And when they were come to the place, which is called Calvary, there they crucified him, and the malefactors, one on the right hand…
I. THE CRUCIFIXION OF CHRIST, AS ILLUSTRATING THE FEARFUL POSSIBILITIES OF THE HATRED OF MAN.
1. This is seen in the central act of this awful tragedy.
(1) The most painful of all forms of punishment.
(2) The most degrading. Not a Jewish, but heathen, punishment, and that on the worst of criminals.
2. This is shown in the scene.
(1) The place (Hebrews 13:11-13).
(2) The companionship.
(3) The insulting taunts.
II. THE CRUCIFIXION OF CHRIST, AS ILLUSTRATING HIS ALL-POWERFUL LOVE.
1. AS seen in the infinite contrast between Christ and His taunting murderers.
(1) The nature of the contrast.
(2) The elevation and matchlessness of the spirit of this conquest of love.
2. As seen in Christ's readiness and ability to save.
(1) The contrast in the spirit of the two thieves.
(2) The contrast in the eternal destiny of the thieves.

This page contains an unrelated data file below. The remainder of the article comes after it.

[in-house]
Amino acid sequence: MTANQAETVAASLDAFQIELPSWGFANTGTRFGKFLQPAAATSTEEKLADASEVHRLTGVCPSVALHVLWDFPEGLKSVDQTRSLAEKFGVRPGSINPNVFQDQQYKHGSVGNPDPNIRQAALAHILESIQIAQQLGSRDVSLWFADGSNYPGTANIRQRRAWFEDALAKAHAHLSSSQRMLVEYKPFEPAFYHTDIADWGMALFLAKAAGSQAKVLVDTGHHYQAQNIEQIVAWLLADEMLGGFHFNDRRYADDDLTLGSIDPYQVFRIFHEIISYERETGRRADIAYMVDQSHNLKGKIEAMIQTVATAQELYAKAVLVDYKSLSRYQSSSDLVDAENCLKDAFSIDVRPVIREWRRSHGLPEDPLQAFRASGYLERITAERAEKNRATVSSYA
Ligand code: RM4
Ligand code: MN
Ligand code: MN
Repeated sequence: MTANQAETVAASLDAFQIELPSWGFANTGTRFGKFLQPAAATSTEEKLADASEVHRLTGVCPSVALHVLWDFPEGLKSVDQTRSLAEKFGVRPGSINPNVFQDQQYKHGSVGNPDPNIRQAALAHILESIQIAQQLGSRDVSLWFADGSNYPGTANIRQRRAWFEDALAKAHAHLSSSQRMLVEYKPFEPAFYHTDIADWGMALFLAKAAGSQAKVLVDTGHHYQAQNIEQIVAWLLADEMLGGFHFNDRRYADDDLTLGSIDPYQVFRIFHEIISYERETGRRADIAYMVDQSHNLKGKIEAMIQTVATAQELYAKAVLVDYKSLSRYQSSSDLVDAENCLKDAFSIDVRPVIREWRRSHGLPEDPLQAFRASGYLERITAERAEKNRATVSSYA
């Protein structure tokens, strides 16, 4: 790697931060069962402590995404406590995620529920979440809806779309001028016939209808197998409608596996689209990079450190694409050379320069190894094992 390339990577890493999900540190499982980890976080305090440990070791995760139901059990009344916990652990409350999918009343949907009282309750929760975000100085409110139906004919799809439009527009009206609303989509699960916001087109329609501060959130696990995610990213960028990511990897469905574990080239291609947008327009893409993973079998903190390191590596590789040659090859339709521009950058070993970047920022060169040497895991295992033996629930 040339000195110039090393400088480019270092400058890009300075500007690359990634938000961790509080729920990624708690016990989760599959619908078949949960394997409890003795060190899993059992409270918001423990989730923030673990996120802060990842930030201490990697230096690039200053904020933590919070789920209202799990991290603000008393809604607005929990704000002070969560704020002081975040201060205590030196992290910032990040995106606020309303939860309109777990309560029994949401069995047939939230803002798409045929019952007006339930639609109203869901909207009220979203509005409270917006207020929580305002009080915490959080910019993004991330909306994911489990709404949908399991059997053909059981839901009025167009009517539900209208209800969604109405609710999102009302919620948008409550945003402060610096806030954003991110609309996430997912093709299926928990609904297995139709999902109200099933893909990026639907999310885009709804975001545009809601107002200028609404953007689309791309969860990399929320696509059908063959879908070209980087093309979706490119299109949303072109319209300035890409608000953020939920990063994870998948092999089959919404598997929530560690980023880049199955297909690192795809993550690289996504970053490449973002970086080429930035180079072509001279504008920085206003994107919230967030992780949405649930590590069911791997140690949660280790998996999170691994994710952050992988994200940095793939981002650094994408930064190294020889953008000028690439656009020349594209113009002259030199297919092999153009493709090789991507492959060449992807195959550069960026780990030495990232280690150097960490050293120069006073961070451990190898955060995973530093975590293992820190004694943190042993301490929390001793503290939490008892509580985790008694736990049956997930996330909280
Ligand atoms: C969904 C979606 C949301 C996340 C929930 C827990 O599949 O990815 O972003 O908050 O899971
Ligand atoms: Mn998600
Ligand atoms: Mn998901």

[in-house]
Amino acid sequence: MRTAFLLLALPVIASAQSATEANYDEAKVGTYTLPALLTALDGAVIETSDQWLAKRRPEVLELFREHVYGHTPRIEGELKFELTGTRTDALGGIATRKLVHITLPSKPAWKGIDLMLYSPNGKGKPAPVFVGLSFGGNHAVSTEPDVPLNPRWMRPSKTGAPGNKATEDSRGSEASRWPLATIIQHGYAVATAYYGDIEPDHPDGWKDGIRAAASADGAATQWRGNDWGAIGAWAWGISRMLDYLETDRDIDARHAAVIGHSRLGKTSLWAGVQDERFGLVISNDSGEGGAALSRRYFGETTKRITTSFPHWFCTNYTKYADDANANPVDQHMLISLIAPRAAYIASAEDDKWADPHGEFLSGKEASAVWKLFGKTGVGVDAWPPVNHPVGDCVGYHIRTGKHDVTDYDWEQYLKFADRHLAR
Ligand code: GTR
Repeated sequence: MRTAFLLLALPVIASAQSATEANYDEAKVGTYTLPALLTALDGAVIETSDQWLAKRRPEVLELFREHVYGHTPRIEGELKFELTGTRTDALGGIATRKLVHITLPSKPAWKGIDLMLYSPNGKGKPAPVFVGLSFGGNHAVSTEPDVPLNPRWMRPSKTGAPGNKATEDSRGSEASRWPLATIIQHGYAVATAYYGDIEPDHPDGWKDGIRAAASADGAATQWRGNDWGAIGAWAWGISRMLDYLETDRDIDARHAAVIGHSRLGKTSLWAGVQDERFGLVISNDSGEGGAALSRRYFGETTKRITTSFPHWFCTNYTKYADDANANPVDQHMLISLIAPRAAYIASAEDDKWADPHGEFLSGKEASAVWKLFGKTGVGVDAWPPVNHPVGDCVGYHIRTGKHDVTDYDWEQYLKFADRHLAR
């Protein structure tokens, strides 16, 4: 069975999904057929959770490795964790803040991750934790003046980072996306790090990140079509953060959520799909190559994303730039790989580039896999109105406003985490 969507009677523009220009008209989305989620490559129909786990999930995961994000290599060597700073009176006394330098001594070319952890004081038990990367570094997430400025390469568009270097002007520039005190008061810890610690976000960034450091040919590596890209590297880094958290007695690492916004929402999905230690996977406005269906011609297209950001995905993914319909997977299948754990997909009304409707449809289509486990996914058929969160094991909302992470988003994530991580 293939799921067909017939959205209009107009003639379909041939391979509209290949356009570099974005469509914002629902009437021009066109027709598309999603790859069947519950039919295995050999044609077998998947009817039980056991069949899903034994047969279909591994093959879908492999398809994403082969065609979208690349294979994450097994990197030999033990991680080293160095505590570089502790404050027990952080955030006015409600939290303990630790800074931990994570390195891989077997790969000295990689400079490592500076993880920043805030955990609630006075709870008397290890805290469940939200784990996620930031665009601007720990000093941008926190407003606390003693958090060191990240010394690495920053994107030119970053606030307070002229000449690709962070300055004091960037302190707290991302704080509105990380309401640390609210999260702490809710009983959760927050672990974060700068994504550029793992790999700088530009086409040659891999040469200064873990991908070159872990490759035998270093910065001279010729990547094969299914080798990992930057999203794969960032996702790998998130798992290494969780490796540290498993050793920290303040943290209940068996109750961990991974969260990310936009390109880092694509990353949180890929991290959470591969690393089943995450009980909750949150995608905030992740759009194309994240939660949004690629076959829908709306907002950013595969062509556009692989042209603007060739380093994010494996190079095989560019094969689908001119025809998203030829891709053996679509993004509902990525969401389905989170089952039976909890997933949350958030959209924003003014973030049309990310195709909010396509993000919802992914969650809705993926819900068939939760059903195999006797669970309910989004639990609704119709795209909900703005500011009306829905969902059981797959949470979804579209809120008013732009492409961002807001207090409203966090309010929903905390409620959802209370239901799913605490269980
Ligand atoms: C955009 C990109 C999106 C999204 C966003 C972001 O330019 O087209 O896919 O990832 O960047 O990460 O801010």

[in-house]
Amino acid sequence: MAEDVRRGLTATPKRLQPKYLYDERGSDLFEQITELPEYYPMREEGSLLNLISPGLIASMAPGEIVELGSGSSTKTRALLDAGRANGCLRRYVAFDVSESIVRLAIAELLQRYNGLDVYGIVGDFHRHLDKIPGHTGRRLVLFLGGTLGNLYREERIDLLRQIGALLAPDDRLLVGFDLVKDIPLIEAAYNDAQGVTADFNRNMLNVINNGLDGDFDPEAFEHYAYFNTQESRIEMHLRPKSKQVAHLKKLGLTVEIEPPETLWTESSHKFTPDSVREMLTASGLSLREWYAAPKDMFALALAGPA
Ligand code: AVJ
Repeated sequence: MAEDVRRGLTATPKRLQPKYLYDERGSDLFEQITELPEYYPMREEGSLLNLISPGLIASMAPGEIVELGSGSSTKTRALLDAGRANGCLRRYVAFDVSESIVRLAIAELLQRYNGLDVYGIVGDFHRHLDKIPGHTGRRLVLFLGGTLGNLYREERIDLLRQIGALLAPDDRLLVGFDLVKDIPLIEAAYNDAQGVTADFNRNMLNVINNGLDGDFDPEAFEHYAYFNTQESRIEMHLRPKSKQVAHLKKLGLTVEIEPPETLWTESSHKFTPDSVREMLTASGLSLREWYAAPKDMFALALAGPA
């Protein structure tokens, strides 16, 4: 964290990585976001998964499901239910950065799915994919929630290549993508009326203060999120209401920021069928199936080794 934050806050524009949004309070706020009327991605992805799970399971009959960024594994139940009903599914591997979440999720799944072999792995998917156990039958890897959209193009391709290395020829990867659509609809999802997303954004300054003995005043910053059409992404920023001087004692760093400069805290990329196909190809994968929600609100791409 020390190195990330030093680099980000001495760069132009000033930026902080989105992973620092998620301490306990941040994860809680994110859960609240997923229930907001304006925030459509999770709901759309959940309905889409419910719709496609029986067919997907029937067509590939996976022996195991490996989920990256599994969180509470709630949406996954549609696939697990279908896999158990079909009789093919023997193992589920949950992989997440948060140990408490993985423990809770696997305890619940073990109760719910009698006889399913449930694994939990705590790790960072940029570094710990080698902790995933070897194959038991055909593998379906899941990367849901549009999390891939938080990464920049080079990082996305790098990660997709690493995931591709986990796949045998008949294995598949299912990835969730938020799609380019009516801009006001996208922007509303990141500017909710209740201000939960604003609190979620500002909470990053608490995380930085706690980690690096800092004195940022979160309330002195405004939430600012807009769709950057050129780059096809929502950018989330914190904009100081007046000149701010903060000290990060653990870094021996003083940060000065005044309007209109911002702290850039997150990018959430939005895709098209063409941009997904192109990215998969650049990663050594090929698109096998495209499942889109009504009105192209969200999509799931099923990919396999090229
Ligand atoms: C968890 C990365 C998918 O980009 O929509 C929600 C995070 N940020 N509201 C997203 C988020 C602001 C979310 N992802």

(3) The condition on which their respective destiny hung.
III. THE CRUCIFIXION OF CHRIST, AS ILLUSTRATED IN ITS BEARING ON THE MATERIAL DESTINY OF THIS GLOBE, AND ON THE PRESENT SALVATION OF MEN.
1. The illustration which the darkness furnishes in respect to the changes which this earth is to undergo.
(1) The greatness of the change (2 Peter 3:8-12).
(2) The purpose of the change (2 Peter 3:13; Romans 8:19-22).
2. The illustration which the rending of the temple's veil furnishes in respect to present salvation (Hebrews 10:19, 20).Lessons:
1. The ignorance of sinners of the possibilities of the evil nature within them.
2. The ignorance of sinners of the real enormity of their sins.
3. The ignorance of sinners of what God is doing for them, even when they are hating Him.
(D. C. Hughes, M. A.)
Parallel VersesKJV: And when they were come to the place, which is called Calvary, there they crucified him, and the malefactors, one on the right hand, and the other on the left.